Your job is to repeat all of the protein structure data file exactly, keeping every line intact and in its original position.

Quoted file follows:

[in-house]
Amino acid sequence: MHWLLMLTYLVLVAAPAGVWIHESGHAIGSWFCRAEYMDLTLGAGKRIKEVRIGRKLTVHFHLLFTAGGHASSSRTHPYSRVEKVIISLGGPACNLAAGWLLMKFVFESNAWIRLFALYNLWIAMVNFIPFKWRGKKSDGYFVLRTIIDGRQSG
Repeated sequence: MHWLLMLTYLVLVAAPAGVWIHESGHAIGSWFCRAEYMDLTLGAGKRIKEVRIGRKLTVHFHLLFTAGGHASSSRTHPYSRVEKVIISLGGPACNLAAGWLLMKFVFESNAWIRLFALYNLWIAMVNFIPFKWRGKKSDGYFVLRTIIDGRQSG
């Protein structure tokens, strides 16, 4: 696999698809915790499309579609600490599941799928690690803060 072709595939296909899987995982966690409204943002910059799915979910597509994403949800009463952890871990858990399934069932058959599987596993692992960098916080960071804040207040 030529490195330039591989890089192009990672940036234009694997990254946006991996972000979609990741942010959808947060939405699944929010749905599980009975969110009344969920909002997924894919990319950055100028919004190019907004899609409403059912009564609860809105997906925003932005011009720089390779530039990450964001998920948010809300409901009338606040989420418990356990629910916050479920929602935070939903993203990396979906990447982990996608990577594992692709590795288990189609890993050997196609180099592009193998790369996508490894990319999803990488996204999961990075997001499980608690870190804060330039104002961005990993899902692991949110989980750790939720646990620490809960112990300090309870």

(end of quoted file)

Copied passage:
[in-house]
Amino acid sequence: MHWLLMLTYLVLVAAPAGVWIHESGHAIGSWFCRAEYMDLTLGAGKRIKEVRIGRKLTVHFHLLFTAGGHASSSRTHPYSRVEKVIISLGGPACNLAAGWLLMKFVFESNAWIRLFALYNLWIAMVNFIPFKWRGKKSDGYFVLRTIIDGRQSG
Repeated sequence: MHWLLMLTYLVLVAAPAGVWIHESGHAIGSWFCRAEYMDLTLGAGKRIKEVRIGRKLTVHFHLLFTAGGHASSSRTHPYSRVEKVIISLGGPACNLAAGWLLMKFVFESNAWIRLFALYNLWIAMVNFIPFKWRGKKSDGYFVLRTIIDGRQSG
């Protein structure tokens, strides 16, 4: 696999698809915790499309579609600490599941799928690690803060 072709595939296909899987995982966690409204943002910059799915979910597509994403949800009463952890871990858990399934069932058959599987596993692992960098916080960071804040207040 030529490195330039591989890089192009990672940036234009694997990254946006991996972000979609990741942010959808947060939405699944929010749905599980009975969110009344969920909002997924894919990319950055100028919004190019907004899609409403059912009564609860809105997906925003932005011009720089390779530039990450964001998920948010809300409901009338606040989420418990356990629910916050479920929602935070939903993203990396979906990447982990996608990577594992692709590795288990189609890993050997196609180099592009193998790369996508490894990319999803990488996204999961990075997001499980608690870190804060330039104002961005990993899902692991949110989980750790939720646990620490809960112990300090309870």